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FDCP banners new incentives, programs for graded films

The Film Development Council of the Philippines (FDCP) ushers in 2020 with brimming hope as it lays down its numerous projects for the new year. 

FDCP Chairperson and CEO Liza Diño 
Incentive programs, film labs, film festivals, and film development support programs are among the projects that filmmakers and audiences can look forward to from FDCP. Such spirit of hope is abounding even after the Supreme Court has decided on FDCP’s incentives from amusement tax collections which are awarded to graded films.

Filipino films Graded A and B by the Cinema Evaluation Board (CEB) will no longer be awarded amusement tax privileges by FDCP, following the Dec. 10, 2019 release of the Supreme Court decision on the collection of amusement taxes. This is an affirmation of the High Court’s decision in 2015 and a conclusion to a decade-long dispute on amusement tax incentives given to CEB-graded films.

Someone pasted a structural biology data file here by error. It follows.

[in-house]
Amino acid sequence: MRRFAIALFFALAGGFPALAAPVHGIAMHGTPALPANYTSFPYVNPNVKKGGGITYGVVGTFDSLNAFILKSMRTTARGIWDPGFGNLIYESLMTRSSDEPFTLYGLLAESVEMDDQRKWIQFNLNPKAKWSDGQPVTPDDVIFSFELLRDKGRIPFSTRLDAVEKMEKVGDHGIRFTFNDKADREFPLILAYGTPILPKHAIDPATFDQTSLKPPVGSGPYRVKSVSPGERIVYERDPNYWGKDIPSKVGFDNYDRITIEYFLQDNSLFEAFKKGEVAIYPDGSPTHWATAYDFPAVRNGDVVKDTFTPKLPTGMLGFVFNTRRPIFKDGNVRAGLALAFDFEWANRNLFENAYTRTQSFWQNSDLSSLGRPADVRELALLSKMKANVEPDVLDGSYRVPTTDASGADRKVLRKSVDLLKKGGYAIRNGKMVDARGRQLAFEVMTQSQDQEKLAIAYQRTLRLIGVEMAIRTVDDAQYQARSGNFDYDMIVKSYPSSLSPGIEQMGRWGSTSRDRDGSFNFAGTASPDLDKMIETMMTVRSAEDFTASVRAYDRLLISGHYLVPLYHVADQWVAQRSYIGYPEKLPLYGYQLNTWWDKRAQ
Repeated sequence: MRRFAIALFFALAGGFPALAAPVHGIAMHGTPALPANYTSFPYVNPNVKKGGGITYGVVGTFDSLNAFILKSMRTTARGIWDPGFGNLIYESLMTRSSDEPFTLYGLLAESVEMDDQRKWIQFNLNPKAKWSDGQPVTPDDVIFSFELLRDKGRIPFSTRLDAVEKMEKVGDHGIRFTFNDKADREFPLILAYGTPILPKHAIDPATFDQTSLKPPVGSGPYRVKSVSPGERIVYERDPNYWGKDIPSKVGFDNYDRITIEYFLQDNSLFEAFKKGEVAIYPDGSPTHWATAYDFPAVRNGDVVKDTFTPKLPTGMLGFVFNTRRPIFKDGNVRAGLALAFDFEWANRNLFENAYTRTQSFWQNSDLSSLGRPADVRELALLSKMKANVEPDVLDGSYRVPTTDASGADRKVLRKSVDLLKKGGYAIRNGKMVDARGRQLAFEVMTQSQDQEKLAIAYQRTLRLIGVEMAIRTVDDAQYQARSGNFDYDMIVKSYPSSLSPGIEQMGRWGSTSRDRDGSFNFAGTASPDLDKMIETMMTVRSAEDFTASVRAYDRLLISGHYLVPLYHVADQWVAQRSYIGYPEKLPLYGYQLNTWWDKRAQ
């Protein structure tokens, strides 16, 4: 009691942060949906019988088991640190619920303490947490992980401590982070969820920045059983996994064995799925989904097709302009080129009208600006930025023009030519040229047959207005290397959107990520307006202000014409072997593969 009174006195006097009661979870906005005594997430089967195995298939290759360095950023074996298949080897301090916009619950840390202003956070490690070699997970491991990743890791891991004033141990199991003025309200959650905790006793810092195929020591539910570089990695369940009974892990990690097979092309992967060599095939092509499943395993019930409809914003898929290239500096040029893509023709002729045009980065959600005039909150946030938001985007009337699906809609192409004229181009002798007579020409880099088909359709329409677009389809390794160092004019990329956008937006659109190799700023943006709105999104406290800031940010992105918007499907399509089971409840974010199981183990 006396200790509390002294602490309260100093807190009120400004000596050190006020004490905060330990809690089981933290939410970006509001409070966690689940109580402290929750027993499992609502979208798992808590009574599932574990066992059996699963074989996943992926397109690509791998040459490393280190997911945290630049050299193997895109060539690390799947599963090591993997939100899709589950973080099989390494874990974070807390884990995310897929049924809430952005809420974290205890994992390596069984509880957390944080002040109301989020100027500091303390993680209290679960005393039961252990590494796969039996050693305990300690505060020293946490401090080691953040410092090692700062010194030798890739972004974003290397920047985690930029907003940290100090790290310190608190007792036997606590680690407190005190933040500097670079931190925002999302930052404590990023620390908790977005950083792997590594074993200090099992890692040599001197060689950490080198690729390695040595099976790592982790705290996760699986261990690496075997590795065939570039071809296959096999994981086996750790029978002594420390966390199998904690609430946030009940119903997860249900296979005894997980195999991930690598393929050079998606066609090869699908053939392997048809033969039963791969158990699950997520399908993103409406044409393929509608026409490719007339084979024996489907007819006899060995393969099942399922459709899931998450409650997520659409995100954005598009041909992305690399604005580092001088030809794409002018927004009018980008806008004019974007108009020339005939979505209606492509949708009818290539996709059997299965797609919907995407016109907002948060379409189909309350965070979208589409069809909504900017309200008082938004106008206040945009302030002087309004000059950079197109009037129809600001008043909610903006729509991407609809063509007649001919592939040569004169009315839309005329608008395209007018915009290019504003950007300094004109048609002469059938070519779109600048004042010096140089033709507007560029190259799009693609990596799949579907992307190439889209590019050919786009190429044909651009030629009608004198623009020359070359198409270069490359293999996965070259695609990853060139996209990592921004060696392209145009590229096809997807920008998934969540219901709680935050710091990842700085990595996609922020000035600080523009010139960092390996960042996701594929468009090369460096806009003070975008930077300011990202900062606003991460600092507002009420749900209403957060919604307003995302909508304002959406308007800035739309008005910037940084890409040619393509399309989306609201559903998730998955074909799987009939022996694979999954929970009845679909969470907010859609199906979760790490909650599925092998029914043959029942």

Although FDCP will no longer be able to serve and support Filipino filmmakers through awarding monetary incentives from amusement tax collections, it promises to push forth other significant programs for the betterment and improvement of Philippine Cinema.

FDCP has launched FilmPhilippines, a campaign which provides for film incentives schemes to encourage international film productions to shoot and work in the Philippines, thereby activating the film industry and tourism sector. FDCP has kicked off 2020 by accepting applications for the Film Location Incentive Program (FLIP) and International Co-Production Fund (ICOF).

The agency reveals that it will soon be working closely with lawmakers in the country for its proposed film fund and new incentive programs that will replace the awarding of incentives from amusement taxes, with the ultimate goal of sustaining the support given to Filipino filmmakers.